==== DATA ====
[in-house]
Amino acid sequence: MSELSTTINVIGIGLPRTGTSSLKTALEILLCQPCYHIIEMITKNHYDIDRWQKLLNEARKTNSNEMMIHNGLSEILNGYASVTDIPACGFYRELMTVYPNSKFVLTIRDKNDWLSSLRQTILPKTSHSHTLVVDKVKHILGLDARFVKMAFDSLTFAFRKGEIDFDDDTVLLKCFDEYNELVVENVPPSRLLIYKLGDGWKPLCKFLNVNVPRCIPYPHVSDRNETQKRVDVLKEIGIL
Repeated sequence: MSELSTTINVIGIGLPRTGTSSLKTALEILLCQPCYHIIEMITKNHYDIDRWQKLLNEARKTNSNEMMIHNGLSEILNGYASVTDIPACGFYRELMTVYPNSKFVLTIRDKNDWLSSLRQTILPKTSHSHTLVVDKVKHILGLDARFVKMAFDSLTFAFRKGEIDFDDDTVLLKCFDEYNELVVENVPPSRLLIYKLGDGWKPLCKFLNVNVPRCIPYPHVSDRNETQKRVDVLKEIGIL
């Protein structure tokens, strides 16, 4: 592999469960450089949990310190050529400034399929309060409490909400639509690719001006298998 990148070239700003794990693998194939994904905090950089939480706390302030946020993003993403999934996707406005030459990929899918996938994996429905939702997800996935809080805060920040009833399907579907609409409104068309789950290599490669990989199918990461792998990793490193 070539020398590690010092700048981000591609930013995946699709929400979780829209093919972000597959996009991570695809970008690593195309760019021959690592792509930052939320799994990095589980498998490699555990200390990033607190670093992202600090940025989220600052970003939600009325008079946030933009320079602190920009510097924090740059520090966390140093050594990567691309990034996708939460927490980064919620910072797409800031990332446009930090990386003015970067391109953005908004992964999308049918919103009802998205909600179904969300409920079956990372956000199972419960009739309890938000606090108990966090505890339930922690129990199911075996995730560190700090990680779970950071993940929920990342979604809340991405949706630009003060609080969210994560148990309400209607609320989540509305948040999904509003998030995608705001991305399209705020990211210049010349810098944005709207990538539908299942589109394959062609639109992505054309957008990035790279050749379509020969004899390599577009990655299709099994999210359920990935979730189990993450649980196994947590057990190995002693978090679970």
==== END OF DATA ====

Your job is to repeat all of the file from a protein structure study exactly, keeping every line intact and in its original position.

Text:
[in-house]
Amino acid sequence: MSELSTTINVIGIGLPRTGTSSLKTALEILLCQPCYHIIEMITKNHYDIDRWQKLLNEARKTNSNEMMIHNGLSEILNGYASVTDIPACGFYRELMTVYPNSKFVLTIRDKNDWLSSLRQTILPKTSHSHTLVVDKVKHILGLDARFVKMAFDSLTFAFRKGEIDFDDDTVLLKCFDEYNELVVENVPPSRLLIYKLGDGWKPLCKFLNVNVPRCIPYPHVSDRNETQKRVDVLKEIGIL
Repeated sequence: MSELSTTINVIGIGLPRTGTSSLKTALEILLCQPCYHIIEMITKNHYDIDRWQKLLNEARKTNSNEMMIHNGLSEILNGYASVTDIPACGFYRELMTVYPNSKFVLTIRDKNDWLSSLRQTILPKTSHSHTLVVDKVKHILGLDARFVKMAFDSLTFAFRKGEIDFDDDTVLLKCFDEYNELVVENVPPSRLLIYKLGDGWKPLCKFLNVNVPRCIPYPHVSDRNETQKRVDVLKEIGIL
């Protein structure tokens, strides 16, 4: 592999469960450089949990310190050529400034399929309060409490909400639509690719001006298998 990148070239700003794990693998194939994904905090950089939480706390302030946020993003993403999934996707406005030459990929899918996938994996429905939702997800996935809080805060920040009833399907579907609409409104068309789950290599490669990989199918990461792998990793490193 070539020398590690010092700048981000591609930013995946699709929400979780829209093919972000597959996009991570695809970008690593195309760019021959690592792509930052939320799994990095589980498998490699555990200390990033607190670093992202600090940025989220600052970003939600009325008079946030933009320079602190920009510097924090740059520090966390140093050594990567691309990034996708939460927490980064919620910072797409800031990332446009930090990386003015970067391109953005908004992964999308049918919103009802998205909600179904969300409920079956990372956000199972419960009739309890938000606090108990966090505890339930922690129990199911075996995730560190700090990680779970950071993940929920990342979604809340991405949706630009003060609080969210994560148990309400209607609320989540509305948040999904509003998030995608705001991305399209705020990211210049010349810098944005709207990538539908299942589109394959062609639109992505054309957008990035790279050749379509020969004899390599577009990655299709099994999210359920990935979730189990993450649980196994947590057990190995002693978090679970």